The desperation of the new illegal population appears particularly visible in North County, where thousands of homeless laborers, mostly Mexican nationals, have long squatted in primitive dwellings more characteristic of Third World slums than a thriving, upper-middle-class community of rolling golf courses and $300,000 homes.
Hesitant to Move On
Unable to afford the high rents in the area, many newly legalized residents say, they have little choice but to remain squatters, although their presence has generated considerable opposition from nearby homeowners. Those without relatives or hometown contacts in the United States--the critical immigrant “networks"--are hesitant to strike out on their own to new areas where there may be more work.
Not long ago, most every worker in San Diego-area fields was undocumented, so everyone competed for the limited job pool on an equal basis. But amnesty has changed all that, resulting in legal status for a sizable number, perhaps even a majority, of area field hands. Field work is scarce for everyone these days, but the crunch has made life particularly difficult for the new undocumented.
In the San Diego area, relatively recent arrivals such as those from the newer “sending” areas--notably Mexico City and the Mexican states of Guerrero, Mexico and Oaxaca, as well as Central America--are finding that being undocumented is a greater handicap than ever.
There is a palpable sense of desperation among many, and their difficulties are compounded by a general oversupply of field labor throughout California. Some have returned to their homelands, and others, including Martinez, say they are contemplating the move, although new laborers with no prospects for amnesty arrive daily.
Why do they continue to come in such numbers?
“In Mexico,” explained one recent arrival in a San Diego camp, “one works hard all day and doesn’t even earn enough to buy a chicken to feed one’s family.” In the United States, immigrant laborers fortunate enough to find work can earn $5 an hour--more than the minimum wage for an entire day in much of Mexico.
Bemoaned Their Bad Luck
Last week, in several camps housing hundreds of workers near San Diego’s northern city limits, those without documents bemoaned their bad luck in not having qualified for the agricultural amnesty program, which raised the possibility of legal status for any laborer who performed at least 90 days of farm work between May, 1985, and May, 1986. (The more publicized general amnesty program applied to those undocumented residents who had lived continuously in the United States since Jan. 1, 1982.)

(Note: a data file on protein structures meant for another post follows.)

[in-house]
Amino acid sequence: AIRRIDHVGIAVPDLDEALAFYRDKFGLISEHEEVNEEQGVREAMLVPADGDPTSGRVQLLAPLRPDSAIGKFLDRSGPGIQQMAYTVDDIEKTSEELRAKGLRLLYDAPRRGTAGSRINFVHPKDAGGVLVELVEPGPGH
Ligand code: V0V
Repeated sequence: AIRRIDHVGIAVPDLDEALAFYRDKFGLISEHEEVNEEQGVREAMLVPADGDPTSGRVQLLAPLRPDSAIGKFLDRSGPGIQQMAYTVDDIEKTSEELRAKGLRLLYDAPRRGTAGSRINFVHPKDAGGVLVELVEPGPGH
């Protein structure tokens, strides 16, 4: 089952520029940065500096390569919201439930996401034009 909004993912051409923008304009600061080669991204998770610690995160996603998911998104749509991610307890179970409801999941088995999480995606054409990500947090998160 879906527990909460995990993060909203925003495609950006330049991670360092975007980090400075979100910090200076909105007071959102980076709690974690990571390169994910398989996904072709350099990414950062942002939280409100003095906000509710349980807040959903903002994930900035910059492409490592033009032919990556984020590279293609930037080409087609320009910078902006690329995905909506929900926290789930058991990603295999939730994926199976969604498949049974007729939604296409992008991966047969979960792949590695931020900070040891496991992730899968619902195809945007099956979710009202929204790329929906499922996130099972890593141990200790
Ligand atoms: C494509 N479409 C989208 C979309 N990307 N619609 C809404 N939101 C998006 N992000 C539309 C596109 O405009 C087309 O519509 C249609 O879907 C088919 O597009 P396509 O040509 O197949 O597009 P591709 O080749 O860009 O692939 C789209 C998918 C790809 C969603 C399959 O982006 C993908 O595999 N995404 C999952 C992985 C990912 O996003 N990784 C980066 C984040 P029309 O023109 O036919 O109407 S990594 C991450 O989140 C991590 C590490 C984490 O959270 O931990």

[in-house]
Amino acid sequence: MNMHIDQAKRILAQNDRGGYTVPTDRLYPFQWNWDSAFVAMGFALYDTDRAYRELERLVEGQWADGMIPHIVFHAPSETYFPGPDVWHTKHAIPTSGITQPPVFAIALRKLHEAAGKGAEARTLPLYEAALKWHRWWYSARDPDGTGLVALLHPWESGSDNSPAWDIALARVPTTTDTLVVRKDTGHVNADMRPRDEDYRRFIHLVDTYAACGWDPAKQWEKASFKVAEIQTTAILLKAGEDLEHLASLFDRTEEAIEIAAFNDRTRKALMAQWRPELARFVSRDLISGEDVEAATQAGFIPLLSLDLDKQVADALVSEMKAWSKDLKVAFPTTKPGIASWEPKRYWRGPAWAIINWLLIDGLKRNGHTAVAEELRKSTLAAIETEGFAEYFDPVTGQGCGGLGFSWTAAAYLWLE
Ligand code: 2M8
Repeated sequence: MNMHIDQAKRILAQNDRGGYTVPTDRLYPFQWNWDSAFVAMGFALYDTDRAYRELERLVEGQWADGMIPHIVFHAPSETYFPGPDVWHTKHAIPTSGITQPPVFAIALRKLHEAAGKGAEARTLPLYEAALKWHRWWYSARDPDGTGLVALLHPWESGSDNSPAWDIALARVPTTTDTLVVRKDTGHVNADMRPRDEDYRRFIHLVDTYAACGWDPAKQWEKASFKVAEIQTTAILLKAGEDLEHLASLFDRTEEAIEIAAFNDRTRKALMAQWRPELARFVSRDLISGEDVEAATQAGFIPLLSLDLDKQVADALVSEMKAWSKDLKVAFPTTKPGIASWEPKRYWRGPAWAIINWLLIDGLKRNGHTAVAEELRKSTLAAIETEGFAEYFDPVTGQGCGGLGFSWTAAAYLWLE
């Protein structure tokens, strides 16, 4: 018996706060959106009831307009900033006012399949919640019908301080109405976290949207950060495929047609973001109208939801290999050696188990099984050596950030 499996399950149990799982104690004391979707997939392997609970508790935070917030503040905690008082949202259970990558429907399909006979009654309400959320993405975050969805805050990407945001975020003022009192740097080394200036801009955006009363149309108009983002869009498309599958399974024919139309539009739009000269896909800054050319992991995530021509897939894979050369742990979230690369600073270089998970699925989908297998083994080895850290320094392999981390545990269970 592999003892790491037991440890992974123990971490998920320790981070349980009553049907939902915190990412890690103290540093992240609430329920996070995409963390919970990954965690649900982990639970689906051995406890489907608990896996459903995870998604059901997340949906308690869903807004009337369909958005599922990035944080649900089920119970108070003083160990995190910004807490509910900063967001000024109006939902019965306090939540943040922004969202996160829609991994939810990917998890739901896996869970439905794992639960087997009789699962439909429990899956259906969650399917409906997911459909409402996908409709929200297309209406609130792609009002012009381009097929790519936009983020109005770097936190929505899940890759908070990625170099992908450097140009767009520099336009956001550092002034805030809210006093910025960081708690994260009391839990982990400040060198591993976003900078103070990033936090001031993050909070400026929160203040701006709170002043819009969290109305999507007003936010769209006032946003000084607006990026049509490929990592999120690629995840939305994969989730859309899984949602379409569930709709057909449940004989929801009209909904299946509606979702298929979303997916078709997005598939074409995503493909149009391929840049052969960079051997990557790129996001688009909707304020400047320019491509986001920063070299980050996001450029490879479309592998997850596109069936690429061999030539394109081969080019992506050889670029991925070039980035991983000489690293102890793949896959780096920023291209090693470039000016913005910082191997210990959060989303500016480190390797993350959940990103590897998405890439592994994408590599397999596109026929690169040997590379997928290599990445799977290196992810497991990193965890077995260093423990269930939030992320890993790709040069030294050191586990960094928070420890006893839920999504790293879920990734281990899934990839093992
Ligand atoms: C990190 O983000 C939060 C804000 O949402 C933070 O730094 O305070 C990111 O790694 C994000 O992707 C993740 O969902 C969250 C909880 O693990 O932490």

“Without papers, it’s very difficult to find any work,” said Ebodio Brito, a stocky, 29-year-old father of two, who, like many others here, hails from the southern Mexican state of Guerrero. Brito said he probably would have qualified for the farm-worker amnesty program--he had worked as a field hand throughout the West for several years--but he missed the sign-up deadline because of an extended visit to his family in Mexico.
Many illegal laborers have relied on the help of friends and relatives who often preceded them here from small ranchitos, villages and cities throughout Mexico and Central America. Typically, camp residents in North County, the great majority of whom are men, seek mutual support by constructing their dwellings of scrap wood, tin and plastic in close-knit clusters based on family ties or common birthplaces.
Everywhere, there is talk of the plight of those who remain without papers. Odilon Jimenez, a 28-year-old father of three from Guerrero, said he had been in the United States for three months and had worked a total of about 10 days.
Victor Calleja, speaking one recent evening as he stood near makeshift soccer and basketball areas in the camp, said one of his undocumented cousins had recently returned to Mexico because of the lack of work. A second cousin, also without papers, was considering going back after being here a month with little work, said Calleja, 27, who has an amnesty card.
“But they keep arriving,” Calleja said, as others nearby nodded in agreement. “Every day there are more new ones.”
Wilfrido Martinez, the 24-year-old father of a young daughter, formerly worked in a restaurant in Mexico City. When he arrived at the border a month ago on his first trip to the United States, he immediately headed to a camp in San Diego where he knew several friends from his hometown. He now resides in a cluster of several hand-built dwellings, along with five brothers of the De la Cruz family, ages 18 to 39, who, like Martinez, hail from San Andres Timilpan, a village in the central state of Mexico. The five, all of whom became legal residents through the amnesty program, have helped Martinez with food and given him a sheltered place to sleep, although all have had difficulty finding steady work. But none has had as little success as Martinez, hampered as he is by his undocumented status.
Each day, he and several of the De la Cruz brothers arise before dawn and walk up to 4 miles through the chaparral and streets, seeking day employment from assorted contractors and at several San Diego street corners where both the newly legalized and the undocumented gather. Although the brothers openly approach vehicles offering work, Martinez tends to remain in the background, his eyes shifting nervously, alert for the arrival of immigration authorities.
Half a block down the street, apart from the rest of the job seekers, a group of young undocumented men congregates near an open field that offers a quick escape route should la migra arrive.
After several hours and precious few opportunities for work, Martinez and the brothers give up for the day, deciding to return to camp.
“We’ll go back tomorrow,” Martinez said with faint hope later as he heated corn tortillas on an open fire near his shack, preparing to pass the time on yet another jobless day.